• Kayashima T, Matsuo H, Satoh A, Ohta T, Yoshiura K, Matsumoto N, Nakane Y, Niikawa N, Kishino T. Nonaka myopathy is caused by mutations in the UDP-N-acetylglucosamine-2-epimerase/N-acetylmannosamine kinase gene (GNE). J Hum Genet. 2002;47(2):77-9. doi: 10.1007/s100380200004. Citation on PubMed
  • Keppler OT, Hinderlich S, Langner J, Schwartz-Albiez R, Reutter W, Pawlita M. UDP-GlcNAc 2-epimerase: a regulator of cell surface sialylation. Science. 1999 May 21;284(5418):1372-6. doi: 10.1126/science.284.5418.1372. Citation on PubMed
  • Klootwijk RD, Savelkoul PJ, Ciccone C, Manoli I, Caplen NJ, Krasnewich DM, Gahl WA, Huizing M. Allele-specific silencing of the dominant disease allele in sialuria by RNA interference. FASEB J. 2008 Nov;22(11):3846-52. doi: 10.1096/fj.08-110890. Epub 2008 Jul 24. Citation on PubMed or Free article on PubMed Central
  • Krause S, Aleo A, Hinderlich S, Merlini L, Tournev I, Walter MC, Argov Z, Mitrani-Rosenbaum S, Lochmuller H. GNE protein expression and subcellular distribution are unaltered in HIBM. Neurology. 2007 Aug 14;69(7):655-9. doi: 10.1212/01.wnl.0000267426.97138.fd. Citation on PubMed
  • Malicdan MC, Noguchi S, Nishino I. Recent advances in distal myopathy with rimmed vacuoles (DMRV) or hIBM: treatment perspectives. Curr Opin Neurol. 2008 Oct;21(5):596-600. doi: 10.1097/WCO.0b013e32830dd595. Citation on PubMed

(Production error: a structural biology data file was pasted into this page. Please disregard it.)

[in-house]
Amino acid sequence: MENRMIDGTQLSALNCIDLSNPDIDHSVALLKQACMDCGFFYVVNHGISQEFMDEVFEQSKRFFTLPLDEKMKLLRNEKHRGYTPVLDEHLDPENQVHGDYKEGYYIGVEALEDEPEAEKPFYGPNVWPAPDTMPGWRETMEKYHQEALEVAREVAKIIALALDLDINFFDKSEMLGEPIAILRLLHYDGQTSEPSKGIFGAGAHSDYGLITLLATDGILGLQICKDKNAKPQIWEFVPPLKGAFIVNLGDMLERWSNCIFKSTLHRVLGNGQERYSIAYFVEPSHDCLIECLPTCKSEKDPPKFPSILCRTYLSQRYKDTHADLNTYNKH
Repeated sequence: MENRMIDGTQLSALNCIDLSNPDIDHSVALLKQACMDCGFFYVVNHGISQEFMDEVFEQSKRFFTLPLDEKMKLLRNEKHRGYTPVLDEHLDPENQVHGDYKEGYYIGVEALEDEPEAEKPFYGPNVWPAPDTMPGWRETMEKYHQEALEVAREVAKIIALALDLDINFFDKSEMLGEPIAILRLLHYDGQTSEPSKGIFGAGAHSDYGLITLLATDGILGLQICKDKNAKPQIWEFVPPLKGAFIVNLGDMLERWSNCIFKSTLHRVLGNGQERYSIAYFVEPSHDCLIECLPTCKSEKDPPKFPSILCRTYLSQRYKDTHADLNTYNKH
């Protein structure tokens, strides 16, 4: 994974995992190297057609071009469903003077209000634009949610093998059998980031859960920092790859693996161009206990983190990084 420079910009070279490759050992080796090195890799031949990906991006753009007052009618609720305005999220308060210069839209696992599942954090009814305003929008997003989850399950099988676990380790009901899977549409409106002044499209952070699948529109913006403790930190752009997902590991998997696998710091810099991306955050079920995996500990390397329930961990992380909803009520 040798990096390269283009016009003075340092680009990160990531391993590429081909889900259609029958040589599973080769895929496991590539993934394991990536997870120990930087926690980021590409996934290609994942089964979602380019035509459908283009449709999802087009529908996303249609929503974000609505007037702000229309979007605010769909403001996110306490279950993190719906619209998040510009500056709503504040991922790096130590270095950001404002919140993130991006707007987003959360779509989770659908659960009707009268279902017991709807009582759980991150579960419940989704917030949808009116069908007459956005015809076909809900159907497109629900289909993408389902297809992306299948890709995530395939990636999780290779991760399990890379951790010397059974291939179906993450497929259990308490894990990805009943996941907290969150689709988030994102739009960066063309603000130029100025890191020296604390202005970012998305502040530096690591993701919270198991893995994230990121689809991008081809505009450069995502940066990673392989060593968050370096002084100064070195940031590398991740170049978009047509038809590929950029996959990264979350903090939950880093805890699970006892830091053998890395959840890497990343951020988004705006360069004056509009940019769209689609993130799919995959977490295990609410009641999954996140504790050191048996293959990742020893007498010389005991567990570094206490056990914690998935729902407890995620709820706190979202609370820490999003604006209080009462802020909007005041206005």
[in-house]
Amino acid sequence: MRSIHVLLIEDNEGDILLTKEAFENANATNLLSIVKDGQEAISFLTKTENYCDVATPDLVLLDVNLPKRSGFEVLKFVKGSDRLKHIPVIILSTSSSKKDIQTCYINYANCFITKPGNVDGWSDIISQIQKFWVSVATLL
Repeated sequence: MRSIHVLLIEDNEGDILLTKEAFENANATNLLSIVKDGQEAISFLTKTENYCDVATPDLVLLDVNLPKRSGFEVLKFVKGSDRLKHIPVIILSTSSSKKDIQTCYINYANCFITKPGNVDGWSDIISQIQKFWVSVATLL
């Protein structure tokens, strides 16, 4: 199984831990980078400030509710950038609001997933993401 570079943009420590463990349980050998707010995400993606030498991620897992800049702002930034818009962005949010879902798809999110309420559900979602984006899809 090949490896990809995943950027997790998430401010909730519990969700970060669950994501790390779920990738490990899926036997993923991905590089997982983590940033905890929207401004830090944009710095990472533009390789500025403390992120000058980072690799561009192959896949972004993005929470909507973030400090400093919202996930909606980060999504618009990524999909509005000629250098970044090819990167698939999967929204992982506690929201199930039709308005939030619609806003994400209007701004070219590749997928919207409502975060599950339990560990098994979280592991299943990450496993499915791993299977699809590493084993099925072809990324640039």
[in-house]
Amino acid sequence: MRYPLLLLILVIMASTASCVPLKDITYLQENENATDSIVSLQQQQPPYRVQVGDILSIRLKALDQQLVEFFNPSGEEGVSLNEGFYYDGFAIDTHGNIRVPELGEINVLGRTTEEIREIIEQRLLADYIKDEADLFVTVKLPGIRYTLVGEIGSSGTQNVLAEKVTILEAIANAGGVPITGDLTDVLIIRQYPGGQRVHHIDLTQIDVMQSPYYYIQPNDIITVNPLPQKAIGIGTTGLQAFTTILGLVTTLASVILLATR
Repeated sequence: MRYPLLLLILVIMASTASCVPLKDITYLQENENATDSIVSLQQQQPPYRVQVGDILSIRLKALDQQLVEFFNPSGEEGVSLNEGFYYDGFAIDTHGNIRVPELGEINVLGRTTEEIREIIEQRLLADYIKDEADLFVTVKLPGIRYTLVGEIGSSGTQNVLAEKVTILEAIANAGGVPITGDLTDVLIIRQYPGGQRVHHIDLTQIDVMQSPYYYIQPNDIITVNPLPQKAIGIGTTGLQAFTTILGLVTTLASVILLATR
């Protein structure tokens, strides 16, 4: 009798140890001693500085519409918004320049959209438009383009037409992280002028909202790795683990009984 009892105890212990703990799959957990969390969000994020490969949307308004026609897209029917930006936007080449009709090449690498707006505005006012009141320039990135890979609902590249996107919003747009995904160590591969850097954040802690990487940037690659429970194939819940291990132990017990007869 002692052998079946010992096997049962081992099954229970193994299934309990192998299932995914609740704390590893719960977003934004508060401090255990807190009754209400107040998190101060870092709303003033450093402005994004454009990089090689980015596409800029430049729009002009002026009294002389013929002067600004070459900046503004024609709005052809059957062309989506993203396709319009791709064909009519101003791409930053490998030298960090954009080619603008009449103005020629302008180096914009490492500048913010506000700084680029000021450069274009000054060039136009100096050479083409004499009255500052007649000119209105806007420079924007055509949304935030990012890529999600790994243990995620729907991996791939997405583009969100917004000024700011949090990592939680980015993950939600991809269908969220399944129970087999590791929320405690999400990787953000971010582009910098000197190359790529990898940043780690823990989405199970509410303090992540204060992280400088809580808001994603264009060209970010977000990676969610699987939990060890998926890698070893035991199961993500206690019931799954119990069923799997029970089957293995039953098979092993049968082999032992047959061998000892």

• Mullen J, Alrasheed K, Mozaffar T. GNE myopathy: History, etiology, and treatment trials. Front Neurol. 2022 Oct 18;13:1002310. doi: 10.3389/fneur.2022.1002310. eCollection 2022. Citation on PubMed
  • Nishino I, Malicdan MC, Murayama K, Nonaka I, Hayashi YK, Noguchi S. Molecular pathomechanism of distal myopathy with rimmed vacuoles. Acta Myol. 2005 Oct;24(2):80-3. Citation on PubMed
  • Noguchi S, Keira Y, Murayama K, Ogawa M, Fujita M, Kawahara G, Oya Y, Imazawa M, Goto Y, Hayashi YK, Nonaka I, Nishino I. Reduction of UDP-N-acetylglucosamine 2-epimerase/N-acetylmannosamine kinase activity and sialylation in distal myopathy with rimmed vacuoles. J Biol Chem. 2004 Mar 19;279(12):11402-7. doi: 10.1074/jbc.M313171200. Epub 2004 Jan 5. Citation on PubMed